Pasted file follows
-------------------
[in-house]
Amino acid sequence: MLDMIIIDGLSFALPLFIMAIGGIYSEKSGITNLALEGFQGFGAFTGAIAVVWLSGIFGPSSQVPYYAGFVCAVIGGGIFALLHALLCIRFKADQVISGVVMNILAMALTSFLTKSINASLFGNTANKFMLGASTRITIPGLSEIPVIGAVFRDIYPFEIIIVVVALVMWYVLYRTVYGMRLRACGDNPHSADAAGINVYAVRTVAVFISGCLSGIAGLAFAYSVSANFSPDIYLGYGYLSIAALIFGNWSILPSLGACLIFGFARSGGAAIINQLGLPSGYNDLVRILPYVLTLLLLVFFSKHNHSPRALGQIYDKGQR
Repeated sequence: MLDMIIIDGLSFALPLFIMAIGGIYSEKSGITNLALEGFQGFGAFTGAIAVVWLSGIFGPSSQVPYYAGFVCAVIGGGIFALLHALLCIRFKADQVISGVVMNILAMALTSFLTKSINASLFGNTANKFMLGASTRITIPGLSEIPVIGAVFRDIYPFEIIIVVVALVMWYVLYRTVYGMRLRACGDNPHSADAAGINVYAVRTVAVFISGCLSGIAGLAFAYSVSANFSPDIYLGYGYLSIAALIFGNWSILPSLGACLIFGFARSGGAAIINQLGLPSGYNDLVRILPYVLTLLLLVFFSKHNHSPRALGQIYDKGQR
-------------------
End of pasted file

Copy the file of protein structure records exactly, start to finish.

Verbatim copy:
[in-house]
Amino acid sequence: MLDMIIIDGLSFALPLFIMAIGGIYSEKSGITNLALEGFQGFGAFTGAIAVVWLSGIFGPSSQVPYYAGFVCAVIGGGIFALLHALLCIRFKADQVISGVVMNILAMALTSFLTKSINASLFGNTANKFMLGASTRITIPGLSEIPVIGAVFRDIYPFEIIIVVVALVMWYVLYRTVYGMRLRACGDNPHSADAAGINVYAVRTVAVFISGCLSGIAGLAFAYSVSANFSPDIYLGYGYLSIAALIFGNWSILPSLGACLIFGFARSGGAAIINQLGLPSGYNDLVRILPYVLTLLLLVFFSKHNHSPRALGQIYDKGQR
Repeated sequence: MLDMIIIDGLSFALPLFIMAIGGIYSEKSGITNLALEGFQGFGAFTGAIAVVWLSGIFGPSSQVPYYAGFVCAVIGGGIFALLHALLCIRFKADQVISGVVMNILAMALTSFLTKSINASLFGNTANKFMLGASTRITIPGLSEIPVIGAVFRDIYPFEIIIVVVALVMWYVLYRTVYGMRLRACGDNPHSADAAGINVYAVRTVAVFISGCLSGIAGLAFAYSVSANFSPDIYLGYGYLSIAALIFGNWSILPSLGACLIFGFARSGGAAIINQLGLPSGYNDLVRILPYVLTLLLLVFFSKHNHSPRALGQIYDKGQR